A Conversation with Evan Osnos: The Craziest Thing I’ve Done for a Story

In June 2012, Project Pengyou and NorCap China Internships hosted a talk with Evan Osnos, China correspondent for The New Yorker.

In this video, Evan talks about the strangest thing he’s had to do as a reporter in China. Transcript is below. (Youku link)

EVAN: When I was working on a piece, I went on a long walk in Sichuan in 2007, for about a month, to write about what it felt like to walk across Sichuan.

I was very interested in that experience. But the problem was that we knew we were going to run into police along the way who weren’t happy to have us there. And in anticipation, my friend Matt who was walking with me, said, “We gotta learn some songs for the Long March,” because this was the Long March route and we needed a good explanation when we got stopped.

Sure enough, one day we’re standing there next to a dam, this huge hydropower project. You know that freaks people out. In the United States if I’d been taking photos of a dam I’d probably be in Guantanamo right now.

So there we were, we’re taking photos of the dam and a couple of cops come rolling up to us in their extremely tiny van.

And you have to think about the world from their perspective. They pull up and they see this guy with a big nose and yellow hair and they’re just like, “Ugh, what do we do with this guy?” We don’t want to break him, we gotta get him out of here. We gotta get him out. I was in a really remote area. They just don’t want to deal with a foreigner.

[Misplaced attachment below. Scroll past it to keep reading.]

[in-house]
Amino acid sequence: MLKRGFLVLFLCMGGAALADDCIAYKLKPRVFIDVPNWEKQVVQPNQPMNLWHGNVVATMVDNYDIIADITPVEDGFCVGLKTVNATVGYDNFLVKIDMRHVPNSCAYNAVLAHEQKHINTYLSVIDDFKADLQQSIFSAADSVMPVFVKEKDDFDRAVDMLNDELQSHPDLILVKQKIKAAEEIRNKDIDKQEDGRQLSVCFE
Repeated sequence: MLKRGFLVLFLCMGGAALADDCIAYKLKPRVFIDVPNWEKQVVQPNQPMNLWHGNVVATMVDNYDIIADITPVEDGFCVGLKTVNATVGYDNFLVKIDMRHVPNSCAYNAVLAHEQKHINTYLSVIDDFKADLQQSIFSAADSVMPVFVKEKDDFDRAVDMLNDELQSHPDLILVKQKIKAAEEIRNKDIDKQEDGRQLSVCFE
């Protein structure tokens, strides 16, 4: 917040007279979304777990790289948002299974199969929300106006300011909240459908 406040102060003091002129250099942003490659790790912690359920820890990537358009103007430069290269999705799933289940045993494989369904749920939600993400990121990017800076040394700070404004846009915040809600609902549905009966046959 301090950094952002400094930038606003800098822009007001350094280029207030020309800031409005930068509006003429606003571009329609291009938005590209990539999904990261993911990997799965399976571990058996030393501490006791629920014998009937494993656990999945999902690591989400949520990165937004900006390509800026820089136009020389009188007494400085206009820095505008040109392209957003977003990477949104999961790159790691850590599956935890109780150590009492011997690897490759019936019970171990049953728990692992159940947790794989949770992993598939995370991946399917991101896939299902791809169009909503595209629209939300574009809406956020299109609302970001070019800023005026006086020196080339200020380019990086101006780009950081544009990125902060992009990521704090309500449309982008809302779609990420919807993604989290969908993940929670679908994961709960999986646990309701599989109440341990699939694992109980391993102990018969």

And they said, “You can’t be here. You really can’t be here.”

And I was like, “Well, technically I can.”

I always had copies of the new regulations on the media and the regulations were very clear. They said that foreign media could go anywhere they wanted.

And I was like, “Well, technically we’re okay.”

And they were like, “I don’t know this thing. Get rid of that.”

And then we tried plan B. We said we’re going to out-red them. We’re going to be redder than them.

We said, “We are marching the Long March. Look at us, we’ve got sweat and grit and mire. We are following in the footsteps of Chairman Mao and right now we will sing with you.” We will sing “Hong Jun Bu Pa Yuan Zheng Nan.”

So we sang “The Red Army Is Not Afraid of the Long March” and we got about halfway into the first verse—a rousing rendition. We’re trying to get these guys to sing with us.

And they realized, of course, either this man is unbalanced or he’s going to make us sing songs we don’t know the words to.

So they said, “Go on your way. Get out of here.”